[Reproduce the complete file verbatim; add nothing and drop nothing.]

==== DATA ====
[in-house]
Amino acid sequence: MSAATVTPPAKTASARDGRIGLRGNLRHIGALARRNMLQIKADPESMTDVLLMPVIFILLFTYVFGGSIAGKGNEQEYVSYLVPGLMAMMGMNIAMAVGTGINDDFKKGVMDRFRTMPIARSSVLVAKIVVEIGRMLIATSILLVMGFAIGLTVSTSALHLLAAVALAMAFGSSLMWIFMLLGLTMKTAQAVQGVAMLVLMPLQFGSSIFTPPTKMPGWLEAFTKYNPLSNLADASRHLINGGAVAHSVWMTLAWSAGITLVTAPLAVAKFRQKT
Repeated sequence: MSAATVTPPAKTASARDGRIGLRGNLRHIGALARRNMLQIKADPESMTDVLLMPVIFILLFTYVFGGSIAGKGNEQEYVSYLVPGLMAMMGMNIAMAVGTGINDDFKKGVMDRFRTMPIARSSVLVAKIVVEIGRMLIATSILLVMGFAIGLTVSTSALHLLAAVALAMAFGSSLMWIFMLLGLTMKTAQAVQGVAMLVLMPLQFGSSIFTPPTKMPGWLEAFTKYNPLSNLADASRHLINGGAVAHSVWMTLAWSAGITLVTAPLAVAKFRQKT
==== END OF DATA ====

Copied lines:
[in-house]
Amino acid sequence: MSAATVTPPAKTASARDGRIGLRGNLRHIGALARRNMLQIKADPESMTDVLLMPVIFILLFTYVFGGSIAGKGNEQEYVSYLVPGLMAMMGMNIAMAVGTGINDDFKKGVMDRFRTMPIARSSVLVAKIVVEIGRMLIATSILLVMGFAIGLTVSTSALHLLAAVALAMAFGSSLMWIFMLLGLTMKTAQAVQGVAMLVLMPLQFGSSIFTPPTKMPGWLEAFTKYNPLSNLADASRHLINGGAVAHSVWMTLAWSAGITLVTAPLAVAKFRQKT
Repeated sequence: MSAATVTPPAKTASARDGRIGLRGNLRHIGALARRNMLQIKADPESMTDVLLMPVIFILLFTYVFGGSIAGKGNEQEYVSYLVPGLMAMMGMNIAMAVGTGINDDFKKGVMDRFRTMPIARSSVLVAKIVVEIGRMLIATSILLVMGFAIGLTVSTSALHLLAAVALAMAFGSSLMWIFMLLGLTMKTAQAVQGVAMLVLMPLQFGSSIFTPPTKMPGWLEAFTKYNPLSNLADASRHLINGGAVAHSVWMTLAWSAGITLVTAPLAVAKFRQKT